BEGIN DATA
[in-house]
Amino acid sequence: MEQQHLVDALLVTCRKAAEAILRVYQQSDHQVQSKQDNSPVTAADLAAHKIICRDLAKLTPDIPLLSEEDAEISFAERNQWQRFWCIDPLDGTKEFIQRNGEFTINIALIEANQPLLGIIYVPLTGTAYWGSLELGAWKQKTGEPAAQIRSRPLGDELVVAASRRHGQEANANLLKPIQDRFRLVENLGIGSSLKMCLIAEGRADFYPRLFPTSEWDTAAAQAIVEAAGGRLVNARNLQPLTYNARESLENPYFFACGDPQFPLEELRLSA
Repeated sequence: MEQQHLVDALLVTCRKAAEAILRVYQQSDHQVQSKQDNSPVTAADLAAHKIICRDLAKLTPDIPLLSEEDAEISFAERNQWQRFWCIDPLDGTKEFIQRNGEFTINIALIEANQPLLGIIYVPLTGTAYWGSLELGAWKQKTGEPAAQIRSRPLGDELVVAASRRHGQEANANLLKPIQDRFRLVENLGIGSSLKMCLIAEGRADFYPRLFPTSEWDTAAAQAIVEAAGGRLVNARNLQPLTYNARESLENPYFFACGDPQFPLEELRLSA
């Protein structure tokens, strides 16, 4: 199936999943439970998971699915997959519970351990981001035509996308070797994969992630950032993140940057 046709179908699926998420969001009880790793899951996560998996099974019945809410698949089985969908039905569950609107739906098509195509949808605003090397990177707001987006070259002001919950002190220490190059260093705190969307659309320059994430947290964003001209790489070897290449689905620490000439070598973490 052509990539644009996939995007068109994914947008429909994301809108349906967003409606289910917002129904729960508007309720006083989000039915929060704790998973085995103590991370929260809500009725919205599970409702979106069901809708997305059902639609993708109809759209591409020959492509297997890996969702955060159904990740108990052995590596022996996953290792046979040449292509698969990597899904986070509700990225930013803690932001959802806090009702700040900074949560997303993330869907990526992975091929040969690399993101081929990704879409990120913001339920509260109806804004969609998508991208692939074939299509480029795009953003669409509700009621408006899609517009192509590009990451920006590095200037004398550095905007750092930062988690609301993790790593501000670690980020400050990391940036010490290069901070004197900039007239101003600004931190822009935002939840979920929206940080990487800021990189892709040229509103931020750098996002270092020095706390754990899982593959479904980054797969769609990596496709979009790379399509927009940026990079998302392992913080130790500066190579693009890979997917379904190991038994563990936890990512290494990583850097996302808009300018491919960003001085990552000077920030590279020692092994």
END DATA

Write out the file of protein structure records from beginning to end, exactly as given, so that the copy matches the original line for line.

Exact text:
[in-house]
Amino acid sequence: MEQQHLVDALLVTCRKAAEAILRVYQQSDHQVQSKQDNSPVTAADLAAHKIICRDLAKLTPDIPLLSEEDAEISFAERNQWQRFWCIDPLDGTKEFIQRNGEFTINIALIEANQPLLGIIYVPLTGTAYWGSLELGAWKQKTGEPAAQIRSRPLGDELVVAASRRHGQEANANLLKPIQDRFRLVENLGIGSSLKMCLIAEGRADFYPRLFPTSEWDTAAAQAIVEAAGGRLVNARNLQPLTYNARESLENPYFFACGDPQFPLEELRLSA
Repeated sequence: MEQQHLVDALLVTCRKAAEAILRVYQQSDHQVQSKQDNSPVTAADLAAHKIICRDLAKLTPDIPLLSEEDAEISFAERNQWQRFWCIDPLDGTKEFIQRNGEFTINIALIEANQPLLGIIYVPLTGTAYWGSLELGAWKQKTGEPAAQIRSRPLGDELVVAASRRHGQEANANLLKPIQDRFRLVENLGIGSSLKMCLIAEGRADFYPRLFPTSEWDTAAAQAIVEAAGGRLVNARNLQPLTYNARESLENPYFFACGDPQFPLEELRLSA
């Protein structure tokens, strides 16, 4: 199936999943439970998971699915997959519970351990981001035509996308070797994969992630950032993140940057 046709179908699926998420969001009880790793899951996560998996099974019945809410698949089985969908039905569950609107739906098509195509949808605003090397990177707001987006070259002001919950002190220490190059260093705190969307659309320059994430947290964003001209790489070897290449689905620490000439070598973490 052509990539644009996939995007068109994914947008429909994301809108349906967003409606289910917002129904729960508007309720006083989000039915929060704790998973085995103590991370929260809500009725919205599970409702979106069901809708997305059902639609993708109809759209591409020959492509297997890996969702955060159904990740108990052995590596022996996953290792046979040449292509698969990597899904986070509700990225930013803690932001959802806090009702700040900074949560997303993330869907990526992975091929040969690399993101081929990704879409990120913001339920509260109806804004969609998508991208692939074939299509480029795009953003669409509700009621408006899609517009192509590009990451920006590095200037004398550095905007750092930062988690609301993790790593501000670690980020400050990391940036010490290069901070004197900039007239101003600004931190822009935002939840979920929206940080990487800021990189892709040229509103931020750098996002270092020095706390754990899982593959479904980054797969769609990596496709979009790379399509927009940026990079998302392992913080130790500066190579693009890979997917379904190991038994563990936890990512290494990583850097996302808009300018491919960003001085990552000077920030590279020692092994």